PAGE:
Further Fluke

Two mature fluke (below the 20p) and the liver covered with white cysts

For some unknown reason, an article I wrote about liver fluke in rabbits has become one of the most popular posts I’ve ever published on this blog. You’re very welcome to click through and have a look at it, but there is not a great deal of detail aside from a moderately useful photograph.

I didn’t give the subject much more thought until a day’s course on liver fluke laid on by the SRUC which I attended in October. I knew how much of an impact fluke had had on sheep in the wet summer of 2012, and I was particularly concerned by the thought that my galloways might become infected by these nasty little parasites.

Flukes have a complex lifecycle which is dependent on mud snails, which in turn are dependent upon soggy ground. Young flukes mature inside the bodies of mud snails, and they emerge to form cysts on the grass as they get older. Sheep or cows (or rabbits) eat the cysts along with the grass, at which point the flukes migrate into the animal’s liver, where they burrow through the tissue feeding on blood. Sheep are particularly vulnerable to fluke because their livers just collapse as they are hollowed out, and a sheep can die very quickly with even a moderate number of fluke in its liver. Cows are more robust, and they develop a kind of cartilage around the fluke burrows so while there is a drop in health and condition, death is rare – under usual circumstances, all an infestation means is that the liver could be condemned in the abattoir.

In due course, the fluke lays eggs which are released back into the mud in droppings and the cycle begins again. Farmers have to treat their livestock periodically for fluke, and after 2012 when so many sheep died because fluke ran amok in the wet weather, many now fence off wet areas or invest money in draining them (for better or worse). Wild animals are sometimes blamed for moving fluke around, but the problem seems so ubiquitous that a rabbit or two here or there is hardly going to make a difference. I’m told that roe also carry fluke, but I’ve never found a roe with a liver that was anything other than tip top.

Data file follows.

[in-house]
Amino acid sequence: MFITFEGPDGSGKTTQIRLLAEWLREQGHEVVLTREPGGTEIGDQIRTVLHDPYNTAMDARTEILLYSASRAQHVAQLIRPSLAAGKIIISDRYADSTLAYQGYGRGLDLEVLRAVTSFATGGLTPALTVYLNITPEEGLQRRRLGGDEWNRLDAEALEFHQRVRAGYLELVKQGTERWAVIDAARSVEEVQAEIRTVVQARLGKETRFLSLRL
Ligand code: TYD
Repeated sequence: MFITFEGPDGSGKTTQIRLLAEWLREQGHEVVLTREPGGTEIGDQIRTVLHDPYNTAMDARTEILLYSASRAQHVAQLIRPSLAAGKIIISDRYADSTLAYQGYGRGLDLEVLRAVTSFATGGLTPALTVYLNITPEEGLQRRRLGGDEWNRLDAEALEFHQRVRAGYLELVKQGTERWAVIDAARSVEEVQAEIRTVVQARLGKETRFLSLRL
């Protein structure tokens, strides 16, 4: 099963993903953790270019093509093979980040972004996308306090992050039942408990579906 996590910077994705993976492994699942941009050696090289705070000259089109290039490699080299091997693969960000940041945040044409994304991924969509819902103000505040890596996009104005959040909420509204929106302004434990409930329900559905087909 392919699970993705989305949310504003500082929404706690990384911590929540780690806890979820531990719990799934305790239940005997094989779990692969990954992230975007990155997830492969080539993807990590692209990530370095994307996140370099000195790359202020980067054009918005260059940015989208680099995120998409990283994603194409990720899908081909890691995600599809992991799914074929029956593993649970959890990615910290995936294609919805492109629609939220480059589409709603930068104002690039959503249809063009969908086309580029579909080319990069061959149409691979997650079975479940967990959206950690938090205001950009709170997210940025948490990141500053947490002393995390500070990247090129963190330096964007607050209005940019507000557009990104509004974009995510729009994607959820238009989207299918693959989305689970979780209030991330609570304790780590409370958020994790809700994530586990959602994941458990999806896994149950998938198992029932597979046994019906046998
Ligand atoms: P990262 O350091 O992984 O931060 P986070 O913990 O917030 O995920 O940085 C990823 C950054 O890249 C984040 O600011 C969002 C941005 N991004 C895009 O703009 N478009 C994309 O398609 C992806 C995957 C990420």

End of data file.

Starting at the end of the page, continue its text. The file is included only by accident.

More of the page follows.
Planting trees today, the dog brought me a rabbit. She had been gleefully thrashing the brambles and digging for some time, and the victory clearly meant a great deal to her. I killed the bunny and brought it home for the ferrets, who are always keen for a piece of the good stuff. All seemed well until I cut open the body and felt that there was something very wrong inside. The liver was stiff and hard, and it was a kind of grey/pink colour rather than the usual dark purple. It was surrounded with jelly-filled cists of young fluke, and as soon as I cut open the tissue, adult fluke came pouring out like blobs of goo. They are surprisingly big things in person, and I pulled out fifteen mature individuals before I finally had enough and threw the whole liver into the burn. I’ve never seen such a badly infected liver, and I even considered throwing the whole rabbit away altogether until I remembered that ferret intestines are the digestive equivalent of the sun’s surface.

Given how awful I feel after a pint or two of cider, I shudder to think how this rabbit must have been feeling over the past few weeks, and perhaps the advanced stage of her condition contributed to her embarrassing death at the hands of my dog. There’s no way Scoop is quick or clever enough to catch a fit rabbit. All told, she was in pretty good condition, and her revolting liver hadn’t stopped her bringing on a batch of six unborn young. This is certainly something to keep an eye on, as I’m increasingly concerned by the general poor performance of rabbits in Galloway. I doubt that fluke is the sole reason why they seem to breed well all summer and the vanish in the autumn, but they certainly aren’t helping.

2 thoughts on “Further Fluke

  1. rogerdowald

    Fascinating if somewhat stomach churning! Is Fluke not also a parasite of both brown and blue hares even driving their population cycles?

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